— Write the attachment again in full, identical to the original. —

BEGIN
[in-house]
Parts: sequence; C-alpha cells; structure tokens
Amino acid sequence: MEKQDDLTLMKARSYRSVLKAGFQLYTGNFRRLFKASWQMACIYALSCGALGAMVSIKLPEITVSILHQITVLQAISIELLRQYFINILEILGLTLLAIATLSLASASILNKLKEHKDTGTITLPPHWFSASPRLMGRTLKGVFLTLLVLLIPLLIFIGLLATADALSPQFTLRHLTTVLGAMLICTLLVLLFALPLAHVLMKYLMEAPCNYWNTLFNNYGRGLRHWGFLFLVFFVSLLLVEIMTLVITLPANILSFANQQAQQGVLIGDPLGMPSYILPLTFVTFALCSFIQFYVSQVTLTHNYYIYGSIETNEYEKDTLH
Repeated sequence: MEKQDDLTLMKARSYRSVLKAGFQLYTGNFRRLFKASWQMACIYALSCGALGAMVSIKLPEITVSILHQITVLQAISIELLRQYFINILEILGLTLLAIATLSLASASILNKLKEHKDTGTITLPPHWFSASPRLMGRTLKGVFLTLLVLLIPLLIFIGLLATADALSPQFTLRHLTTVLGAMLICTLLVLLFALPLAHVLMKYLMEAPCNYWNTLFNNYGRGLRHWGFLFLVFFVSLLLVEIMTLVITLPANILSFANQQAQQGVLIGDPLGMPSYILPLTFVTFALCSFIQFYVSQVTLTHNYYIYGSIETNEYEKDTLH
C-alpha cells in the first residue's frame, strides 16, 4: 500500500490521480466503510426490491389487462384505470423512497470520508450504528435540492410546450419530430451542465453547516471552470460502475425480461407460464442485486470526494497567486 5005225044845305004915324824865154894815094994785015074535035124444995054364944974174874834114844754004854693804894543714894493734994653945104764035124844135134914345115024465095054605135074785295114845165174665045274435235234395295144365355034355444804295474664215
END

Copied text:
[in-house]
Parts: sequence; C-alpha cells; structure tokens
Amino acid sequence: MEKQDDLTLMKARSYRSVLKAGFQLYTGNFRRLFKASWQMACIYALSCGALGAMVSIKLPEITVSILHQITVLQAISIELLRQYFINILEILGLTLLAIATLSLASASILNKLKEHKDTGTITLPPHWFSASPRLMGRTLKGVFLTLLVLLIPLLIFIGLLATADALSPQFTLRHLTTVLGAMLICTLLVLLFALPLAHVLMKYLMEAPCNYWNTLFNNYGRGLRHWGFLFLVFFVSLLLVEIMTLVITLPANILSFANQQAQQGVLIGDPLGMPSYILPLTFVTFALCSFIQFYVSQVTLTHNYYIYGSIETNEYEKDTLH
Repeated sequence: MEKQDDLTLMKARSYRSVLKAGFQLYTGNFRRLFKASWQMACIYALSCGALGAMVSIKLPEITVSILHQITVLQAISIELLRQYFINILEILGLTLLAIATLSLASASILNKLKEHKDTGTITLPPHWFSASPRLMGRTLKGVFLTLLVLLIPLLIFIGLLATADALSPQFTLRHLTTVLGAMLICTLLVLLFALPLAHVLMKYLMEAPCNYWNTLFNNYGRGLRHWGFLFLVFFVSLLLVEIMTLVITLPANILSFANQQAQQGVLIGDPLGMPSYILPLTFVTFALCSFIQFYVSQVTLTHNYYIYGSIETNEYEKDTLH
C-alpha cells in the first residue's frame, strides 16, 4: 500500500490521480466503510426490491389487462384505470423512497470520508450504528435540492410546450419530430451542465453547516471552470460502475425480461407460464442485486470526494497567486 5005225044845305004915324824865154894815094994785015074535035124444995054364944974174874834114844754004854693804894543714894493734994653945104764035124844135134914345115024465095054605135074785295114845165174665045274435235234395295144365355034355444804295474664215